We bought the fol­low­ing beers from Beer Ritz with the sup­port of Patre­on sub­scribers like Alec Lath­am and Will Jor­dan – thanks, folks!

  • North­ern Monk Hea­then, 440ml can, £4.16
  • North­ern Monk Man­go Las­si Hea­then, 440ml can, £4.87
  • Wylam Table Beer, 330ml bot­tle, £2.51
  • Wylam Sweet­leaf IPA, 440ml can, £4.50
  • Wylam Slack Jaw IPA, 330ml bot­tle, £3.12

Hea­then IPA was one of the spe­cif­ic beers on the Gold­en Pints mas­ter list, described by Simon Girt (@LeedsBeerWolf) as hav­ing ‘con­sis­tent, dank, juicy appeal’. In its big, colour­ful can it cer­tain­ly looked excit­ing and entic­ing. Pale and hazy, our first reac­tion was, oof, onion soup! The body is vel­vety and milky, even creamy, with a chew­able cal­ci­um tablet qual­i­ty. Beyond the onion we got weed, armpits, and the stink of over­ripe fruit sit­ting in the sun. It’s not our kind of thing, espe­cial­ly at 7.2% ABV, but is one of the bet­ter exam­ples of this kind of beer we’ve encoun­tered – as clean and pre­cise as the style per­mits.

Mango Lassi IPA.
It’s near-rela­tion, Man­go Las­si Hea­then, smelled much more appeal­ing – sweet and sum­mery, all pop art and show­er gel. It con­tains real man­go but does­n’t taste ‘flavoured’. It too is milky with a del­i­cate yogurt acid­i­ty of such sub­tle­ty that we might even have com­plete­ly imag­ined it based on the beer’s name. There is a lime-peel kick, too, which brings to mind beach-side cock­tails. It is full of fizz and prick­le and, for us, eas­i­er drink­ing than straight Hea­then, albeit not quite as excit­ing or out­landish as the name promis­es. And, ouch, that price tag. (This one was a 2016 Gold­en Pints pick from the Beer­nomi­con pod­cast AKA @Beernomicon.)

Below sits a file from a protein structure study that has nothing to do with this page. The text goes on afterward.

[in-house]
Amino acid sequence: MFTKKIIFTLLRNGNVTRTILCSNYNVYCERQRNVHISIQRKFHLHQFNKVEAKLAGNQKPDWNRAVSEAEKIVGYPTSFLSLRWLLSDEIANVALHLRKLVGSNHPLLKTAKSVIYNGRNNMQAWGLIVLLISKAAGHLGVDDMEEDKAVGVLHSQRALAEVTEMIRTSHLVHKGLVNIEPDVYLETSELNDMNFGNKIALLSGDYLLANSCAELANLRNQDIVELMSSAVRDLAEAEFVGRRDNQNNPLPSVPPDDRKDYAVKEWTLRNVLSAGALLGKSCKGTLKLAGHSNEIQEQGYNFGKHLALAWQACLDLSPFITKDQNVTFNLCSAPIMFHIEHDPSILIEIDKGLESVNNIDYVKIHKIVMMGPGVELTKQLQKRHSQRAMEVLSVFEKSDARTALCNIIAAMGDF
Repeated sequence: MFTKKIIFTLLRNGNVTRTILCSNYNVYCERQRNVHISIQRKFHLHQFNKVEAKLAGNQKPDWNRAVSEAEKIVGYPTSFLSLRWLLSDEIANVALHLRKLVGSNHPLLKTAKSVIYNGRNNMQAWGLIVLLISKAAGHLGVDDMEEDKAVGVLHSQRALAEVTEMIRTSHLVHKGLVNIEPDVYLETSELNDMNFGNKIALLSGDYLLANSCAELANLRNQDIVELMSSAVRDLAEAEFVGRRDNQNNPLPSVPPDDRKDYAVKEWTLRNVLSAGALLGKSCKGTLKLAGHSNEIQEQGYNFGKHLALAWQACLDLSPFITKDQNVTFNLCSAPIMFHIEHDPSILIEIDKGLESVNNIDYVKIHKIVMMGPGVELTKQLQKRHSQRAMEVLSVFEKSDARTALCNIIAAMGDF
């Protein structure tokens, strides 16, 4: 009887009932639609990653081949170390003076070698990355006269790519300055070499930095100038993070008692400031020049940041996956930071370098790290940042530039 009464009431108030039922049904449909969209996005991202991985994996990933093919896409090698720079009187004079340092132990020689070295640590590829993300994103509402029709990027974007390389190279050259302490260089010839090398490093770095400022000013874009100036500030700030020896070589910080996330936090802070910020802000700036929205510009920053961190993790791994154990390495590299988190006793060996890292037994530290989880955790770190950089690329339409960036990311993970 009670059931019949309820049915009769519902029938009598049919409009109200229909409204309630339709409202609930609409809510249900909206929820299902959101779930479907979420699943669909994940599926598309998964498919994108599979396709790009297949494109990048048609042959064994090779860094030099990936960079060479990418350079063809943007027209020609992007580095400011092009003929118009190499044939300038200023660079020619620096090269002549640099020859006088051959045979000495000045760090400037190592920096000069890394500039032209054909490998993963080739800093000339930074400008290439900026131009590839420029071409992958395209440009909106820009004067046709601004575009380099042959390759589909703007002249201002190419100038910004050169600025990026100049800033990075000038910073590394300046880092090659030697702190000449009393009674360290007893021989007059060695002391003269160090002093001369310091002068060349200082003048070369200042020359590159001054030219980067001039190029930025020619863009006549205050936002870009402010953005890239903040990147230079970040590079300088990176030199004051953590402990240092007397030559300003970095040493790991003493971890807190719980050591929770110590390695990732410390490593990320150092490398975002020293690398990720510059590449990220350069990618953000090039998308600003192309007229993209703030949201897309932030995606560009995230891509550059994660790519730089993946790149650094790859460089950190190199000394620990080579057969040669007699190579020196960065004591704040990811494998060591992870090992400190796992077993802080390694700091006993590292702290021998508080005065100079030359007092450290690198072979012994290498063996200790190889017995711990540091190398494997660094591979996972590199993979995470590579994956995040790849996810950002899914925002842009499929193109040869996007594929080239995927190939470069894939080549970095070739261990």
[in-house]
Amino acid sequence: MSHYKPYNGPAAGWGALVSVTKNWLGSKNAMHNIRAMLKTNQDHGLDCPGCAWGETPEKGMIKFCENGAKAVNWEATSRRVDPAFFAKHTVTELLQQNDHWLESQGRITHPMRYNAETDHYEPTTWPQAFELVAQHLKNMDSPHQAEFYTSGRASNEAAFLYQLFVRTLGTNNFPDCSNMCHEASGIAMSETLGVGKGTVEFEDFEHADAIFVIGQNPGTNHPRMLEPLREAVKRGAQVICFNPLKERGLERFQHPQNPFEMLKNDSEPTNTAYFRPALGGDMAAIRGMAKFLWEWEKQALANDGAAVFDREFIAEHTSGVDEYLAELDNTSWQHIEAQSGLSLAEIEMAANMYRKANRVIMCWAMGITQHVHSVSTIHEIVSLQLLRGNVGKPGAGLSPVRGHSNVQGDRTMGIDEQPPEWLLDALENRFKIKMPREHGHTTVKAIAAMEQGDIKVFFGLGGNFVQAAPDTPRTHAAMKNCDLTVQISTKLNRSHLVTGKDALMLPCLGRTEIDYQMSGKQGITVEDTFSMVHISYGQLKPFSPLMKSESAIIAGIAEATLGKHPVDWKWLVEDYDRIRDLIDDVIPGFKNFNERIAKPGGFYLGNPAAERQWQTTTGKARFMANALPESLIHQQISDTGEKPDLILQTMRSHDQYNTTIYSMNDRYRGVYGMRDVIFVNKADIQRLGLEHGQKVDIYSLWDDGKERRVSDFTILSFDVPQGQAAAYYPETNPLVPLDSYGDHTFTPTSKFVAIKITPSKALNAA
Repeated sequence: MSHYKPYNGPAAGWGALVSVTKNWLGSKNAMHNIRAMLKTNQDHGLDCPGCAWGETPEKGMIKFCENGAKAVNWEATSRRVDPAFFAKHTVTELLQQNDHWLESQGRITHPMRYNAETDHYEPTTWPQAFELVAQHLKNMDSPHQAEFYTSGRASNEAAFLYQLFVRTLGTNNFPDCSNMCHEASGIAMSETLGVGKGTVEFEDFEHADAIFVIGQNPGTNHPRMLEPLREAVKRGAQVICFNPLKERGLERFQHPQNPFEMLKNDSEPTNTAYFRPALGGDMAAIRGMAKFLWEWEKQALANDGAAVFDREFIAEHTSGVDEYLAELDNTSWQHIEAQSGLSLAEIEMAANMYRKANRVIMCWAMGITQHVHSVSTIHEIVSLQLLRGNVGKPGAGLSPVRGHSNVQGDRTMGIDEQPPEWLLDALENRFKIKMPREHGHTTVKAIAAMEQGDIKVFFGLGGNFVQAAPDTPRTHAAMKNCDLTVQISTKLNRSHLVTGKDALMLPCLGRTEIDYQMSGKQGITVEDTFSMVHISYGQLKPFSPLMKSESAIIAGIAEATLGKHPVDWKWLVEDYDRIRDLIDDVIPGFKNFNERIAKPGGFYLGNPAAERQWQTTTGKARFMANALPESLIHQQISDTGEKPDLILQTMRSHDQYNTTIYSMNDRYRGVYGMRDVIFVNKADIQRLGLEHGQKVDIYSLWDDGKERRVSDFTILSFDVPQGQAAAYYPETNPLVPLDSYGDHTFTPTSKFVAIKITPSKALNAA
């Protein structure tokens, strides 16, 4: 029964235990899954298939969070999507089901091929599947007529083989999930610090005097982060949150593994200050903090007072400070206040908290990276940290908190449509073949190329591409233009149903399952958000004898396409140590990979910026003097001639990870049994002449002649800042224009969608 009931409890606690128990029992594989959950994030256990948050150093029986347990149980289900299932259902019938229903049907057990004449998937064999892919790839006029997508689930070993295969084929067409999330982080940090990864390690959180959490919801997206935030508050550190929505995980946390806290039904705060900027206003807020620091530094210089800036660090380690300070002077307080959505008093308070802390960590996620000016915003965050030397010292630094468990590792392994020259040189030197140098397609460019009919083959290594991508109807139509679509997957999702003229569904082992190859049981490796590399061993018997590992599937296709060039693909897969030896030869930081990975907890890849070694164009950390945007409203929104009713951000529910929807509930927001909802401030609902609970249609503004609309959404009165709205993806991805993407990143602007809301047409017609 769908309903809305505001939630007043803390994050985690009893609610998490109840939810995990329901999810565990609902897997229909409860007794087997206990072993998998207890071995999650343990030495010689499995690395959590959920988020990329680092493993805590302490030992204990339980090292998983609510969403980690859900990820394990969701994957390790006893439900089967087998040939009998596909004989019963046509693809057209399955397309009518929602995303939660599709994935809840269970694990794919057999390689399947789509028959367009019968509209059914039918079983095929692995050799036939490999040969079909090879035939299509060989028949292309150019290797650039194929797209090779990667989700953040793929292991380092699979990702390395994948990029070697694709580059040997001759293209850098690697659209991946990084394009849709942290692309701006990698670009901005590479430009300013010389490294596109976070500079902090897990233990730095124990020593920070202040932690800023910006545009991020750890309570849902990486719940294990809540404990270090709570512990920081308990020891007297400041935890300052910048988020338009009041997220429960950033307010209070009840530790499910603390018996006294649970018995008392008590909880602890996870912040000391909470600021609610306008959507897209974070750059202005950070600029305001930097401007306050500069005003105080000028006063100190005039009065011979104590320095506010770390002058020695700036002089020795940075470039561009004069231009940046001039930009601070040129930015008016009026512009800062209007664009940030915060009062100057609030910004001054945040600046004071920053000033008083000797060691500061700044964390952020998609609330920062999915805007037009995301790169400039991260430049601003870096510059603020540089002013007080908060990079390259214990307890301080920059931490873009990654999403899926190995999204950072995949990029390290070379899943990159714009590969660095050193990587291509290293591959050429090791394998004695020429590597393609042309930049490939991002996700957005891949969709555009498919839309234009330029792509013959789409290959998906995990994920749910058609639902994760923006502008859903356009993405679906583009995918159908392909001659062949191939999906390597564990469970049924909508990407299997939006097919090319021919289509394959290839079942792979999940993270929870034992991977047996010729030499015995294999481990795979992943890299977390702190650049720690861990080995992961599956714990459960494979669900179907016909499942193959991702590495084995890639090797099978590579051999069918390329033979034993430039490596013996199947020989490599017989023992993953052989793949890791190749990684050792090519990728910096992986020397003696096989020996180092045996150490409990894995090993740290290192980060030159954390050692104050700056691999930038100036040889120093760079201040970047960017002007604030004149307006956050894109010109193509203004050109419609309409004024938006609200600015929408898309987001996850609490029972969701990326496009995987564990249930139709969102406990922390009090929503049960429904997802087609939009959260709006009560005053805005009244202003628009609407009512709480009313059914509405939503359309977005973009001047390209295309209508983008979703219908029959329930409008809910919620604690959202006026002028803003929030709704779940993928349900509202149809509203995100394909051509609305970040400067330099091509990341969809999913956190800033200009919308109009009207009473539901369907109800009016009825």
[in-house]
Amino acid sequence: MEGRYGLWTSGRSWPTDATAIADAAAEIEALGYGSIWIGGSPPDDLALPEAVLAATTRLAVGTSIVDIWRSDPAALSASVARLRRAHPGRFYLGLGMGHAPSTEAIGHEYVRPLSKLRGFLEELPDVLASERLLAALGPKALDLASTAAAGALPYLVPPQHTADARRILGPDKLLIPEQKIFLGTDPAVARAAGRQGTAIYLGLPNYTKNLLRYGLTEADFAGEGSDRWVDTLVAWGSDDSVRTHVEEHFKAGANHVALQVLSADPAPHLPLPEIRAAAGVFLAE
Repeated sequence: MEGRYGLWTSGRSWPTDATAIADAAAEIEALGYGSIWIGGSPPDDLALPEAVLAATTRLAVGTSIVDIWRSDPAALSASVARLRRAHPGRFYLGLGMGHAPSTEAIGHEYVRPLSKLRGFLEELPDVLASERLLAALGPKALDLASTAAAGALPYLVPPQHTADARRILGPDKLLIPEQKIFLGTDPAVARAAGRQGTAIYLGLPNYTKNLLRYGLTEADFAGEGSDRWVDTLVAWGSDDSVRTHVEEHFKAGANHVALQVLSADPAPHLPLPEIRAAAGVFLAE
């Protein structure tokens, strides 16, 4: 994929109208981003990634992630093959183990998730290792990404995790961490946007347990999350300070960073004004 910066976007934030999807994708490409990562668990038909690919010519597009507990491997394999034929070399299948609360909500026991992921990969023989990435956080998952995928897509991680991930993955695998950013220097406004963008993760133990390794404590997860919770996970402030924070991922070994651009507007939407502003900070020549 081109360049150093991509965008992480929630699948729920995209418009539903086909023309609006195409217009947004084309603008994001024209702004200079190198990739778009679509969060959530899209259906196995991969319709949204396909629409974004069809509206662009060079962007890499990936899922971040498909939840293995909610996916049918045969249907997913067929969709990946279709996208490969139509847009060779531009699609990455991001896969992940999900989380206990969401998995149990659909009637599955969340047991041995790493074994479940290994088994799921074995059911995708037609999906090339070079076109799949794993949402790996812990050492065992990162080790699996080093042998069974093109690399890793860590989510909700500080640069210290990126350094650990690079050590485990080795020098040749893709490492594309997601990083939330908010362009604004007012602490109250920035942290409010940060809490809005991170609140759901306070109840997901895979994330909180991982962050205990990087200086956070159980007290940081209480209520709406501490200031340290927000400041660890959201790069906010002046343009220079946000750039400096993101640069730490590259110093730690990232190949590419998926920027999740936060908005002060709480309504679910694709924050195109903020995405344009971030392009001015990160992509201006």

We should say that, over­all, we feel quite warm towards North­ern Monk, whose core beers are among the most reli­able and best val­ue around. If you like this type of beer, you’ll prob­a­bly like these par­tic­u­lar beers. If you don’t, they won’t con­vert you.

Wylam DH.

These next three weren’t on any spe­cif­ic Gold­en Pints lists but Wylam gen­er­al­ly did well and through­out 2017 seemed to buzz away in the back­ground, qui­et­ly impress­ing peo­ple, so we reck­on it’s a brew­ery that war­rants fre­quent check-ins.

DH Table Beer, which offered a pleas­ing inver­sion of a famil­iar nar­ra­tive. At only 3.5% ABV and with a mere three months to run on the best before count­down we expect­ed it to be knack­ered and thus earn us some ‘drink fresh’ rep­ri­mands; but, in real­i­ty, it could hard­ly have tast­ed fresh­er – as if they’d some­how cap­tured and pack­aged a spring breeze as it passed over a field of young grass. It’s an inter­est­ing beer, too – lemo­ny, coconut­ty and very dry, with a quirky Bel­gian yeast char­ac­ter that brings to mind the weak­est of the Chi­may’s or Elu­sive’s won­der­ful Plan‑B. Per­haps the long shelf-life is explained by the high bit­ter­ness, which in turn seems to be pleas­ing­ly soft­ened by the light haze. It is per­haps a touch too raw and rus­tic but what it is not is bor­ing, or stale, or dull, or dirty. We’d drink this again.

Slack­jaw IPA was, by con­trast, rather a dis­ap­point­ment. Is it sup­posed to taste a touch salty, and have that faint sour­ness? Beyond that, even at a mere 6%, it tastes like a dark dou­ble IPA of the 2007 school in which caramel malts and hops com­bine to sug­gest straw­ber­ry jam. It was pass­able, cer­tain­ly drink­able, and red fruit plus acid­i­ty did add up to a cer­tain fresh­ly-squeezed qual­i­ty. We sus­pect age and pack­ag­ing prob­lems might have dulled its edge and will cer­tain­ly give it anoth­er chance, espe­cial­ly if we encounter it on tap.

Final­ly there came Sweet Leaf, a big, mod­ern IPA (7.4%) in a big, mod­ern can. Yel­low and cloudy it cer­tain­ly looked the part and threw up a won­der­ful orna­men­tal gar­den aro­ma of fleshy flow­ers and strange fruit. The flavour com­bi­na­tion – green onion and sweet pineap­ple – did­n’t quite work for us but was cer­tain­ly dis­tinc­tive. A bit of dirt­i­ness in the after­taste was also dis­tract­ing. Over­all, though, it would seem to be anoth­er sol­id exam­ple of the style of the day, and might be just the thing for palates fatigued by excess­es of cit­rus.